DLI (Daily Lighting Integral)
DLI is the amount of light that the plant receives in a 24 hour period. The unit of measurement is mol/m2/day or 'moles per square meter per day'. This usually only counts the top light, and intracanopy or side lighting can greatly increase these numbers. DLI does not take in to account that as the intensity of the light increases in PPFD that the photosynthetic efficiency of the plant decreases.
Daily Lighting Integral representation (source)
The DLI concept is like a rain gauge. Just as a rain gauge collects the total rain in a particular location over a period of time, so DLI measures the total amount of PAR received in a day. Growers can use light meters to measure the number of light photons that accumulate in a square meter over a 24-hour period. DLI is an important variable to measure because it influences plant growth, development, yield, and quality. For example, DLI can influence the root and shoot growth of seedlings and cuttings, plant quality (such as branching, flower number and stem thickness), and timing. Torres, Ariana and Lopez, Roberto. Measuring Daily Light Integral in a Greenhouse. Purdue University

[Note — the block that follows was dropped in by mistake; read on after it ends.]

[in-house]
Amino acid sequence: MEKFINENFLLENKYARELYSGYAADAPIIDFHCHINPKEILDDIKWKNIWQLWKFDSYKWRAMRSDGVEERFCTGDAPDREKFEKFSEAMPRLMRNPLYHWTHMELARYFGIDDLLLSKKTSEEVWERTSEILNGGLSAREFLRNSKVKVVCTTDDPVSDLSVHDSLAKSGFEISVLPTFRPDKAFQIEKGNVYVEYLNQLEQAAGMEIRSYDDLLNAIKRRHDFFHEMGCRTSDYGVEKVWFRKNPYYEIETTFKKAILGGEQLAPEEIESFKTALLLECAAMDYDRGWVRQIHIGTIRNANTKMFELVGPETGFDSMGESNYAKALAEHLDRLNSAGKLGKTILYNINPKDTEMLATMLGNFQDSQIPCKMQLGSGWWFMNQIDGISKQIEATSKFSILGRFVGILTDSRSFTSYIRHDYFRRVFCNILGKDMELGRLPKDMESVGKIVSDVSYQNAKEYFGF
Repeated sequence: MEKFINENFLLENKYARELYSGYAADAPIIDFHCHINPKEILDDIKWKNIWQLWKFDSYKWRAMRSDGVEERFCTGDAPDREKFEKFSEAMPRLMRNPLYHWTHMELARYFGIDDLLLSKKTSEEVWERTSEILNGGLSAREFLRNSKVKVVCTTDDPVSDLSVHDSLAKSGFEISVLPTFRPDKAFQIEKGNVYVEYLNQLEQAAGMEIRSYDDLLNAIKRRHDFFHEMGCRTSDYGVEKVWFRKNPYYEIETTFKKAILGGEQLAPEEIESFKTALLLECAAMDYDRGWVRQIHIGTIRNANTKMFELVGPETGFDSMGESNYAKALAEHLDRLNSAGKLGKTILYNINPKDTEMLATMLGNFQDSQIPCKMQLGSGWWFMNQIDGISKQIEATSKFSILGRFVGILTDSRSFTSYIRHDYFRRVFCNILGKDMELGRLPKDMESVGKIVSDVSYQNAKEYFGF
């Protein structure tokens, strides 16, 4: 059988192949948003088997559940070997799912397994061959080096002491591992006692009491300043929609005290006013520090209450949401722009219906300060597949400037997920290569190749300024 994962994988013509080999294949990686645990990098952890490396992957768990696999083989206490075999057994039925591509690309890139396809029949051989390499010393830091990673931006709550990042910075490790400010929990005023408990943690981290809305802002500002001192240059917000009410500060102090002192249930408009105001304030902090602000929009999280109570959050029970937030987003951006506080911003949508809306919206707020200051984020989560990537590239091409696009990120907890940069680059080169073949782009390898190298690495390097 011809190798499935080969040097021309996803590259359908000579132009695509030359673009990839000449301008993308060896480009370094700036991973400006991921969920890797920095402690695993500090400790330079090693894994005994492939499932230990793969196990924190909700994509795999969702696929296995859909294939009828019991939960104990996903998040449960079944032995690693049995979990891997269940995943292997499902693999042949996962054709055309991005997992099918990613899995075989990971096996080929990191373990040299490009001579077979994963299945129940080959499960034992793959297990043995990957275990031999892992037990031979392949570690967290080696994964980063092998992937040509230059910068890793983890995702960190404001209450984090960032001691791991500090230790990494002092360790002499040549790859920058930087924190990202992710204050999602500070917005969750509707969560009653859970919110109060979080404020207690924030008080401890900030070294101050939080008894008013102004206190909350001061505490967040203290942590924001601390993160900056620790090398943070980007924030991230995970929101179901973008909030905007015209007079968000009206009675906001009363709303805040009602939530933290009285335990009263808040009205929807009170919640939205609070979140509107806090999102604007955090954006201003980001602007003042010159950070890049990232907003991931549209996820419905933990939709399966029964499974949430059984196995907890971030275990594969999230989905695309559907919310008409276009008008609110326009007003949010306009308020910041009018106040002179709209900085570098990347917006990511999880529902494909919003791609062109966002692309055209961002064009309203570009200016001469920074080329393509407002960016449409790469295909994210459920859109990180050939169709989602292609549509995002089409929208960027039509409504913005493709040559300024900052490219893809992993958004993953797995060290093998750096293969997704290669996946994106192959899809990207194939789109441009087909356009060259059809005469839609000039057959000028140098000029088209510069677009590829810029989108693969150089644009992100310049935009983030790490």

How to calculate DLI
This formula will give the DLI for a 24 hour photoperiod: (PPFD/100) * 8.6. Following this logic you can multiply the result with the percentage of light on time per day: the formula will be ((PPFD/100) * 8.6) * (% hours on per 24 hours). As a reference, there is a Standford study that determined that lettuce does best at around a DLI of 17 or 17 moles of photons per square meter per day.
- Example: 200 µmol/m2/sec on 18 hours per day. (200/100=2) (2 * 8.6=17.2) (17.2 * 0.75=12.9 mol/m2/day)
- Example: 1200 µmol/m2/sec on 12 hours per day. (1200/100=12) (12 * 8.6=103.2) (103.2 * 0.50=51.6 mol/m2/day)